Thursday, 23 October 2014

Letter sent to all County Councillors tonight

Dear Councillors,

I am sure that many of you will have been disappointed by the misleading statements and false claims made about the Fire & Rescue Service proposals at the County Council meeting last week.

I have identified 20 of the most serious ones and provided an explanation of why they were misleading or false below. The facts shown are from the consultation supporting documents and other West Sussex Fire & Rescue Service or Department for Communities and Local Government documents.

Please review them and, if anyone believes this information is inaccurate, please let me have any evidence to support that belief. There has been far too much speculation, wishful thinking and misdirection during this process, it is time for the plain, simple truth.

Yours sincerely,

Tony Morris

1. There will only be 3 extra deaths in 100 years, and no secret was made of the extra deaths.

This is the most disgraceful cover up and deception. The public consultation document did not mention a single extra death. It is only in the technical document that it says there will be 3 extra fire deaths in the home in 100 years. However, figures on the very last page reveal that there will also be 6 extra fire deaths in other buildings and 46 extra deaths in non-fire incidents. 3 + 6 + 46 = 55 extra deaths resulting from the changes. The Chief Fire Officer’s report to the meeting also inexplicably ignored the non-fire deaths and just said there would be 3 extra fire deaths, when in fact it is 3 + 6, which makes 9 extra fire deaths. This detail has been hidden and, despite now being exposed, the deceit continues.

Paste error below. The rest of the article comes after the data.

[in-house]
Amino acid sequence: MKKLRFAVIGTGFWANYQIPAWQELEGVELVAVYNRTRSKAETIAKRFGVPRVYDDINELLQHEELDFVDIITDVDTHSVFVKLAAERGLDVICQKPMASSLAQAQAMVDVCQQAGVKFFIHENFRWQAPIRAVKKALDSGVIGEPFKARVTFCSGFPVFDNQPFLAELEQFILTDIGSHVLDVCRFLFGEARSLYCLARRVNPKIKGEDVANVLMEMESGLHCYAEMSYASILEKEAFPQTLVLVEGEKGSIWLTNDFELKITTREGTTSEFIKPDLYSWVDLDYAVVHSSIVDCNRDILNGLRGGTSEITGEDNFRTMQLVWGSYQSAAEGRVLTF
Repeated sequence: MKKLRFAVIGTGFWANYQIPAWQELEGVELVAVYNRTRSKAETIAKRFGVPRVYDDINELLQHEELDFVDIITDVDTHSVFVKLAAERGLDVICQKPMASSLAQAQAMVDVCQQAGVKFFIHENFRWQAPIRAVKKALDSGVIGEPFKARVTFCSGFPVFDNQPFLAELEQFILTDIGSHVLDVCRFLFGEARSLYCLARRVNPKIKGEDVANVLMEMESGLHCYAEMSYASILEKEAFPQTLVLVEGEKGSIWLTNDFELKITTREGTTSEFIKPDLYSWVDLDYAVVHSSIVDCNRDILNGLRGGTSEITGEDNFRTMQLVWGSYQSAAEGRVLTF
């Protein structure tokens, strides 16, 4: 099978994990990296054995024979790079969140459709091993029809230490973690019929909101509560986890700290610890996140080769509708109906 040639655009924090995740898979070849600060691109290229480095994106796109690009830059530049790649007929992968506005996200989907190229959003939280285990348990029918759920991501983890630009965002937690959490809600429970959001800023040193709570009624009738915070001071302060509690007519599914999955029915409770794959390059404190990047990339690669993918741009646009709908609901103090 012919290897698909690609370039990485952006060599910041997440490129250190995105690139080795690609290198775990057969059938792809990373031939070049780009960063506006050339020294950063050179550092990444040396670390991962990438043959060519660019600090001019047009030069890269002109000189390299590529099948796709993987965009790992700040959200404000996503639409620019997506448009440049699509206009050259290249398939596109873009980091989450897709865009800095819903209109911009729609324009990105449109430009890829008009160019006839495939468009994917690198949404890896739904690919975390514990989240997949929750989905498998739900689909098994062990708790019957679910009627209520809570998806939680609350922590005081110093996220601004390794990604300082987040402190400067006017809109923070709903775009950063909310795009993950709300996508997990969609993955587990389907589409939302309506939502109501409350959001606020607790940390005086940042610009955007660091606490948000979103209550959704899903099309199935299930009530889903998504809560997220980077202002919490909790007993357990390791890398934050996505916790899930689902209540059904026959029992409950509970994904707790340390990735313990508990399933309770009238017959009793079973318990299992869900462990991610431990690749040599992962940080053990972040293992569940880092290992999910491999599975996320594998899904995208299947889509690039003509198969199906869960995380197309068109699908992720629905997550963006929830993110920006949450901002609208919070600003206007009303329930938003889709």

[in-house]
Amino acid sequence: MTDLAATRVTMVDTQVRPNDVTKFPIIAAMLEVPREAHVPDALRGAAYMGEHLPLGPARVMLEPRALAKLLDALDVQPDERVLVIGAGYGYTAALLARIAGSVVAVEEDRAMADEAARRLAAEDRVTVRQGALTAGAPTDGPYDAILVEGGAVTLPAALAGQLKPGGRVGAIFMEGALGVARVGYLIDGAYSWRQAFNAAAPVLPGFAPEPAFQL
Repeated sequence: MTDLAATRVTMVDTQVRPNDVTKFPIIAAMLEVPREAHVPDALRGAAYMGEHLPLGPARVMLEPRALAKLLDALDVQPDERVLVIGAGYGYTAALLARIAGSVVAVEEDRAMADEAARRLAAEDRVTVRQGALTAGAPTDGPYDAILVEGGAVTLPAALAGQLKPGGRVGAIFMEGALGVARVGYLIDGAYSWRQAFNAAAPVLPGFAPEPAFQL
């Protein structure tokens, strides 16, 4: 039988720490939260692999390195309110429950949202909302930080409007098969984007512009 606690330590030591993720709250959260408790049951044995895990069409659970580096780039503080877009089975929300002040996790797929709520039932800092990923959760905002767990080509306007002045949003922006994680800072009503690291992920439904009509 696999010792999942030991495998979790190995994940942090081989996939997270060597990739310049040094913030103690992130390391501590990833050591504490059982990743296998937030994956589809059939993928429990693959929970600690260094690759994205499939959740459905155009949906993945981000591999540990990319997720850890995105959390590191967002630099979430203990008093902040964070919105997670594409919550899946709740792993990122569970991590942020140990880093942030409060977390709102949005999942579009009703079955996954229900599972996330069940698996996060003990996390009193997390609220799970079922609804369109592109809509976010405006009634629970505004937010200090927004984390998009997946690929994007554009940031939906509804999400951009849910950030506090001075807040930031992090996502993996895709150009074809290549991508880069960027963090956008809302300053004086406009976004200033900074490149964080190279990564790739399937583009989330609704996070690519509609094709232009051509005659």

2. Consultation widely available.

There is no evidence that more than a very small number of West Sussex residents were aware of the consultation. Those who did know were not told the truth. The consultation document suggested these savings could be achieved without affecting performance, which is not true. Even if people took the trouble to read through the 280 pages of supporting documents they would not have seen the true effects and the total number of extra deaths, unless they also did some sums.